This Tuesday, April 2, a local family is pushing for acceptance, not just awareness, for people on the autism spectrum. Mother, Catherine Bell, and her children, Matt and Kate Bell, have all been diagnosed with autism. Living with autism is part of their everyday lives, and they have worked hard to carve out a life for themselves in North Grenville which takes into consideration their needs as autistic individuals. They are very interested in educating people about autism, and promoting inclusion for autistic people in schools, the community, and the workforce.
At 23-years-old, Matt Bell is in his second year at Carleton University. After an unpleasant experience at Algonquin College, Matt is thriving in school, with a social circle that accepts his differences, and with lots of support from the Paul Menton Centre (PMC), for people with disabilities. “I was told when he was two years old that he would never graduate high school,” Catherine says.
Matt is not only enjoying taking courses at Carleton, he is also heavily involved in advocacy and education about autism. He writes for an international blog about issues concerning autistic communities, and is helping to create an online campaign, spreading the idea of autism acceptance. He has even applied to be a mentor with the PMC for people who are disabled, or on the autism spectrum. “So far, going to Carleton has been one of the best experiences I’ve had,” Matt says.
He is on the lookout for a job, but has had some trouble because of his special needs. The Bells have found that the workforce is one place where there still needs to be more acceptance when it comes to people on the autism spectrum. “He is very loyal, and has a great resume,” Catherine says. “When people at the PMC see it, they don’t know why he hasn’t been hired yet.”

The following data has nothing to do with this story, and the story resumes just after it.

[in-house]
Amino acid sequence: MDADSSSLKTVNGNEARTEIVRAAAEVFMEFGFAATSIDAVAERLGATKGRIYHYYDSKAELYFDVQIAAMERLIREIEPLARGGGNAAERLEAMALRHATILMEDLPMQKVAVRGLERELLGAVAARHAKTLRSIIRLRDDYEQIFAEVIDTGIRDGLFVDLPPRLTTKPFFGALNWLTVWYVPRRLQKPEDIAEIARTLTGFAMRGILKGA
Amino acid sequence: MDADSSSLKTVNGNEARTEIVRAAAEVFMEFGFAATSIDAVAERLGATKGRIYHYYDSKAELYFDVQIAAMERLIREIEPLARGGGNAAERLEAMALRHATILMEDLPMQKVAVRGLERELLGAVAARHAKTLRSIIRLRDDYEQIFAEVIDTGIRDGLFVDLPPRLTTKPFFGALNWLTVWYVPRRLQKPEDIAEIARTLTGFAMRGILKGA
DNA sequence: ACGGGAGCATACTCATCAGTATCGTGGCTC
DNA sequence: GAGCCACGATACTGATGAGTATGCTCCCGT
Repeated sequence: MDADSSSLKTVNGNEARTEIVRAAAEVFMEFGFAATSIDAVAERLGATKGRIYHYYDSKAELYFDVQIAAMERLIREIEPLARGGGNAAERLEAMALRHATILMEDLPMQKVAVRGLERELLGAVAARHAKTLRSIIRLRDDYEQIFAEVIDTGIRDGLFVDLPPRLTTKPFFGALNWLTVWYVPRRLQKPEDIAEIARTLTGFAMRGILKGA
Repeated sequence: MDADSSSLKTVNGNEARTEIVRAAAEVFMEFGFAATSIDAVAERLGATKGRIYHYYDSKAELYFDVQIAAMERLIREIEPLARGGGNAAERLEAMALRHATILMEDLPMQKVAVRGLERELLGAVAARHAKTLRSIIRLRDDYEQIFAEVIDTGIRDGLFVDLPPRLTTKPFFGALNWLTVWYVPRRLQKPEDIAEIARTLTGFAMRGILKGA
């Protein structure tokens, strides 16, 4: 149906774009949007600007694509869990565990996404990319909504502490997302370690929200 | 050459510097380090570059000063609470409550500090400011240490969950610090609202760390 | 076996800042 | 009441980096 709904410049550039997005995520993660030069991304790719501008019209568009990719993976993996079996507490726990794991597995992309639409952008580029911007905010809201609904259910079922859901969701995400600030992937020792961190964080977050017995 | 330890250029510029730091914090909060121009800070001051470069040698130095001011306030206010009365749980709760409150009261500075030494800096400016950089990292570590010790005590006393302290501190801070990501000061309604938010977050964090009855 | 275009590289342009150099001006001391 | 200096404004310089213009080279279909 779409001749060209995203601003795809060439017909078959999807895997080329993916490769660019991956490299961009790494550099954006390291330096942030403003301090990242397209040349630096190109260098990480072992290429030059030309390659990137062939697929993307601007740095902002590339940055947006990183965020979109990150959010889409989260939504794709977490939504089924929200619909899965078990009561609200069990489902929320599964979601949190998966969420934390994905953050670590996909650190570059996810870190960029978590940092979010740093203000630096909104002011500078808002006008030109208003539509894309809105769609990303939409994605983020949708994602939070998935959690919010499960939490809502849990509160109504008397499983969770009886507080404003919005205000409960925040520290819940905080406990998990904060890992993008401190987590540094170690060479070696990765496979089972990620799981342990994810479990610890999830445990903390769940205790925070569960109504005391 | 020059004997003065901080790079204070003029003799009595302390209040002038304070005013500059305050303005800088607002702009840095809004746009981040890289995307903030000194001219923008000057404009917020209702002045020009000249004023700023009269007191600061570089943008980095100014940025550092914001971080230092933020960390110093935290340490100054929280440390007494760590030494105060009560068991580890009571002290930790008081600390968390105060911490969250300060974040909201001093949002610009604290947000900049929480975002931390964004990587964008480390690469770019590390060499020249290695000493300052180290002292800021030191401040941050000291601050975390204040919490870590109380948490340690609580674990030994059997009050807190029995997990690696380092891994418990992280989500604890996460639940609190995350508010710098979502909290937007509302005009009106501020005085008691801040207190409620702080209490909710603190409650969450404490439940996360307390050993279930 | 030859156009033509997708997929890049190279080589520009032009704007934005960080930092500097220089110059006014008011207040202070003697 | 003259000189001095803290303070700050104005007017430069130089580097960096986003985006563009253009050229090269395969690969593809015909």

Kate is a senior at North Grenville District High School and, despite her shy nature, she is hoping to present a speech at her school about autism acceptance on April 2, which is Autism Acceptance Day. Kate has a group of friends at school, and finds riding and being around animals to be the best thing to help build her confidence. After she graduates, she hopes to go to school to be an early childhood educator and take a course in horse training.
Catherine says it has taken a few years, but she and her family are now settled in the community. They have all found a balance between socialization and the solitude they need to recharge. Catherine is involved in the community through her volunteering with the Hospice, and through the Horse of Course riding club of Eastern Ontario.
The Bells are a prime example of how you can live a full life with autism. It has been hard work, but they are showing the world that, despite their differences, they will persevere. And their message is clear: more autism acceptance is needed in communities across Canada to ensure that people with autism lead as full a life as they do.
“Make sure to use the resources available in your community,” Catherine says to anyone with autism who is struggling to fit in. “You need to find someone who knows the ropes to help you bumble along.”
Catherine and her family are willing to be those people to anyone needing a hand up in the community. They are passionate about what they do in terms of autism advocacy, and are willing to share what they have learned through their journey to integrate into the North Grenville community. “We moved out here four years ago,” Catherine says. “It was a great move for our family.” Anyone in need of support can email her at firstname.lastname@example.org.